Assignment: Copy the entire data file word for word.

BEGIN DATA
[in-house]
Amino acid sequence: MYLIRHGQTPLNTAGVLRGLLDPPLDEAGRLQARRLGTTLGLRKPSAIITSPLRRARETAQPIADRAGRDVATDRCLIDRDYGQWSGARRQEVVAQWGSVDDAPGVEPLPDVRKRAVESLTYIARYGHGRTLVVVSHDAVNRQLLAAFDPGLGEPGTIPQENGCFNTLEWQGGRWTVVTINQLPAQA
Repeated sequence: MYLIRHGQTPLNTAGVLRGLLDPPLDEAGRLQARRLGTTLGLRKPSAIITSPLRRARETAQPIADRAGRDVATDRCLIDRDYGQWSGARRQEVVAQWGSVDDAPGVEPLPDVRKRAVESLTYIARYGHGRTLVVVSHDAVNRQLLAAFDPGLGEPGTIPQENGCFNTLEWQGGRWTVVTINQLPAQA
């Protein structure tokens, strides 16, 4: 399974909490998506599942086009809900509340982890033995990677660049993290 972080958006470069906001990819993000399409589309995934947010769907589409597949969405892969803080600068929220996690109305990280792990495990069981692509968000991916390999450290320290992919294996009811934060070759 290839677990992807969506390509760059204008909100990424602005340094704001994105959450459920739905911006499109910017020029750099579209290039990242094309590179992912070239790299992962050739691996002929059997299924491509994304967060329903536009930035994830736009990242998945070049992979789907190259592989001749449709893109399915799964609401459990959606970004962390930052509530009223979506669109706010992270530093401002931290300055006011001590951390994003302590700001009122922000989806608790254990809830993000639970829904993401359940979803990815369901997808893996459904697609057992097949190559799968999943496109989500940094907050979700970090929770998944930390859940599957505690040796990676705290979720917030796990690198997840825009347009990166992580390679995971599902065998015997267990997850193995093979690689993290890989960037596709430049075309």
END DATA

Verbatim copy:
[in-house]
Amino acid sequence: MYLIRHGQTPLNTAGVLRGLLDPPLDEAGRLQARRLGTTLGLRKPSAIITSPLRRARETAQPIADRAGRDVATDRCLIDRDYGQWSGARRQEVVAQWGSVDDAPGVEPLPDVRKRAVESLTYIARYGHGRTLVVVSHDAVNRQLLAAFDPGLGEPGTIPQENGCFNTLEWQGGRWTVVTINQLPAQA
Repeated sequence: MYLIRHGQTPLNTAGVLRGLLDPPLDEAGRLQARRLGTTLGLRKPSAIITSPLRRARETAQPIADRAGRDVATDRCLIDRDYGQWSGARRQEVVAQWGSVDDAPGVEPLPDVRKRAVESLTYIARYGHGRTLVVVSHDAVNRQLLAAFDPGLGEPGTIPQENGCFNTLEWQGGRWTVVTINQLPAQA
């Protein structure tokens, strides 16, 4: 399974909490998506599942086009809900509340982890033995990677660049993290 972080958006470069906001990819993000399409589309995934947010769907589409597949969405892969803080600068929220996690109305990280792990495990069981692509968000991916390999450290320290992919294996009811934060070759 290839677990992807969506390509760059204008909100990424602005340094704001994105959450459920739905911006499109910017020029750099579209290039990242094309590179992912070239790299992962050739691996002929059997299924491509994304967060329903536009930035994830736009990242998945070049992979789907190259592989001749449709893109399915799964609401459990959606970004962390930052509530009223979506669109706010992270530093401002931290300055006011001590951390994003302590700001009122922000989806608790254990809830993000639970829904993401359940979803990815369901997808893996459904697609057992097949190559799968999943496109989500940094907050979700970090929770998944930390859940599957505690040796990676705290979720917030796990690198997840825009347009990166992580390679995971599902065998015997267990997850193995093979690689993290890989960037596709430049075309």